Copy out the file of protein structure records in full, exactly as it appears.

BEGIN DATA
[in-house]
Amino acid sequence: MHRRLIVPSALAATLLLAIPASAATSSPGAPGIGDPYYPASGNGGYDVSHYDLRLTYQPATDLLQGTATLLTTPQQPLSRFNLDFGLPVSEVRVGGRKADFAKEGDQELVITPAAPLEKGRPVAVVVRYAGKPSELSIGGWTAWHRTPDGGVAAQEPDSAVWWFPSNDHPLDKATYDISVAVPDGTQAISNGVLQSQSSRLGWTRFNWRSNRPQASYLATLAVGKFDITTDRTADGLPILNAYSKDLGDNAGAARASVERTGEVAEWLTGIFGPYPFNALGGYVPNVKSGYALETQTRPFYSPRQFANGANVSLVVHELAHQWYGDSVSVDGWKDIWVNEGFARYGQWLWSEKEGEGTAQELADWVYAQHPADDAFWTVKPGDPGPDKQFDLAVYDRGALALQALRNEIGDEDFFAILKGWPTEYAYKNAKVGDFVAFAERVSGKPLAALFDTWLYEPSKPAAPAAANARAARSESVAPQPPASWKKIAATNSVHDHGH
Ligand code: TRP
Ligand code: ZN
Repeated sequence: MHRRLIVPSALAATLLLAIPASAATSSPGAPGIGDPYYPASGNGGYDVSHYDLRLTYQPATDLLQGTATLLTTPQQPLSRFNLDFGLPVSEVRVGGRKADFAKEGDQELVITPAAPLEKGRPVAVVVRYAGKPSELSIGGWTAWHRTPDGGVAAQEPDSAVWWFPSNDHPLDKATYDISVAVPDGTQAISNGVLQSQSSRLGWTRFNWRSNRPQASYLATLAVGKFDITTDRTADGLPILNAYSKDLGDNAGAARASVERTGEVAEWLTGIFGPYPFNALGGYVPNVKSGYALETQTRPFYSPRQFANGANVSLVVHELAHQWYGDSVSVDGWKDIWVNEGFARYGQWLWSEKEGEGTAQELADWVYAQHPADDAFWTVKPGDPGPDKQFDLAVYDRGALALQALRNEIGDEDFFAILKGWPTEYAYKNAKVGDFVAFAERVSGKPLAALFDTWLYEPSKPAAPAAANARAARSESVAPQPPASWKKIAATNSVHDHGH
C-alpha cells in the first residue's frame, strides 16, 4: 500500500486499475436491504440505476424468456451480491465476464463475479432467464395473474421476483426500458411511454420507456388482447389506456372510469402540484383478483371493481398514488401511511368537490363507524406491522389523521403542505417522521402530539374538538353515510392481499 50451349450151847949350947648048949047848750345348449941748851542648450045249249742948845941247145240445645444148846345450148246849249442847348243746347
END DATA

[in-house]
Amino acid sequence: MHRRLIVPSALAATLLLAIPASAATSSPGAPGIGDPYYPASGNGGYDVSHYDLRLTYQPATDLLQGTATLLTTPQQPLSRFNLDFGLPVSEVRVGGRKADFAKEGDQELVITPAAPLEKGRPVAVVVRYAGKPSELSIGGWTAWHRTPDGGVAAQEPDSAVWWFPSNDHPLDKATYDISVAVPDGTQAISNGVLQSQSSRLGWTRFNWRSNRPQASYLATLAVGKFDITTDRTADGLPILNAYSKDLGDNAGAARASVERTGEVAEWLTGIFGPYPFNALGGYVPNVKSGYALETQTRPFYSPRQFANGANVSLVVHELAHQWYGDSVSVDGWKDIWVNEGFARYGQWLWSEKEGEGTAQELADWVYAQHPADDAFWTVKPGDPGPDKQFDLAVYDRGALALQALRNEIGDEDFFAILKGWPTEYAYKNAKVGDFVAFAERVSGKPLAALFDTWLYEPSKPAAPAAANARAARSESVAPQPPASWKKIAATNSVHDHGH
Ligand code: TRP
Ligand code: ZN
Repeated sequence: MHRRLIVPSALAATLLLAIPASAATSSPGAPGIGDPYYPASGNGGYDVSHYDLRLTYQPATDLLQGTATLLTTPQQPLSRFNLDFGLPVSEVRVGGRKADFAKEGDQELVITPAAPLEKGRPVAVVVRYAGKPSELSIGGWTAWHRTPDGGVAAQEPDSAVWWFPSNDHPLDKATYDISVAVPDGTQAISNGVLQSQSSRLGWTRFNWRSNRPQASYLATLAVGKFDITTDRTADGLPILNAYSKDLGDNAGAARASVERTGEVAEWLTGIFGPYPFNALGGYVPNVKSGYALETQTRPFYSPRQFANGANVSLVVHELAHQWYGDSVSVDGWKDIWVNEGFARYGQWLWSEKEGEGTAQELADWVYAQHPADDAFWTVKPGDPGPDKQFDLAVYDRGALALQALRNEIGDEDFFAILKGWPTEYAYKNAKVGDFVAFAERVSGKPLAALFDTWLYEPSKPAAPAAANARAARSESVAPQPPASWKKIAATNSVHDHGH
C-alpha cells in the first residue's frame, strides 16, 4: 500500500486499475436491504440505476424468456451480491465476464463475479432467464395473474421476483426500458411511454420507456388482447389506456372510469402540484383478483371493481398514488401511511368537490363507524406491522389523521403542505417522521402530539374538538353515510392481499 50451349450151847949350947648048949047848750345348449941748851542648450045249249742948845941247145240445645444148846345450148246849249442847348243746347